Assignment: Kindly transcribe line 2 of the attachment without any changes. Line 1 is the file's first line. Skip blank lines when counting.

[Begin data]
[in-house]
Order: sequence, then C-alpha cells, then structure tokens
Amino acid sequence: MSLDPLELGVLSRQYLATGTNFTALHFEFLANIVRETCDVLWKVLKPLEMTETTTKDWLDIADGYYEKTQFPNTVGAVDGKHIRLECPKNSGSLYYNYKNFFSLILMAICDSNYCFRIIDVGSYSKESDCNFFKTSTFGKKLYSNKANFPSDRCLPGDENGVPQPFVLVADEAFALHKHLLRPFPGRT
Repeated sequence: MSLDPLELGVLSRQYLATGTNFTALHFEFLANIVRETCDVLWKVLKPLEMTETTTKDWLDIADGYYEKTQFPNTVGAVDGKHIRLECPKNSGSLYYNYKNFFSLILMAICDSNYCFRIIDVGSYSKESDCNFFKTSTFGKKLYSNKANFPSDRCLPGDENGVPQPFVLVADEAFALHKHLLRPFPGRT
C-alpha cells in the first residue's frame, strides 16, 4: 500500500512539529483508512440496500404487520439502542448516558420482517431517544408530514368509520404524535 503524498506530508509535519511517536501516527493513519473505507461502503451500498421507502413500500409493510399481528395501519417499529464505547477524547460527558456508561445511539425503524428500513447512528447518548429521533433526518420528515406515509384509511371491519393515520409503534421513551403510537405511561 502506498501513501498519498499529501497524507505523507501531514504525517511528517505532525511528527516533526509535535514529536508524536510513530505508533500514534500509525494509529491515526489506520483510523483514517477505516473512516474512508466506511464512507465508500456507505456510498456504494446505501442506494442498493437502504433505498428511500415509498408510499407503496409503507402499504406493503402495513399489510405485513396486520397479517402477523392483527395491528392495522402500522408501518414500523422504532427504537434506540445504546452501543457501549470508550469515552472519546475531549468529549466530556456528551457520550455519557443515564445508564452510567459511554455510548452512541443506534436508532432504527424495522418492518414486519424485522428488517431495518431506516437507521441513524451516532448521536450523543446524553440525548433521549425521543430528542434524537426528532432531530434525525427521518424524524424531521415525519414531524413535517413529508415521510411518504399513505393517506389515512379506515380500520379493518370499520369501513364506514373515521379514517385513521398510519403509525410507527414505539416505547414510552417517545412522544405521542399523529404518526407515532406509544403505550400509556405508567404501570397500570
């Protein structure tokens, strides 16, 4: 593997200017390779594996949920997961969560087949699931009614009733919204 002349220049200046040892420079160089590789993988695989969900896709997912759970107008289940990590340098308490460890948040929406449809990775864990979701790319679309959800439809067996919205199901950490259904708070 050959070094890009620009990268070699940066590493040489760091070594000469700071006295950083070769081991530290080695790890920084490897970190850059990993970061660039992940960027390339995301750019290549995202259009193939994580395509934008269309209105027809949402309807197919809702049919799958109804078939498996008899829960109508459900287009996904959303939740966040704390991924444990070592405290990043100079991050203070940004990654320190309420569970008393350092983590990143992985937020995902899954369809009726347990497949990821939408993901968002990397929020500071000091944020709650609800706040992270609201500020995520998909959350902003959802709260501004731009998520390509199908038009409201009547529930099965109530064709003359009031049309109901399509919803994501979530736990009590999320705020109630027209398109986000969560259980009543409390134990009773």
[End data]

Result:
Order: sequence, then C-alpha cells, then structure tokens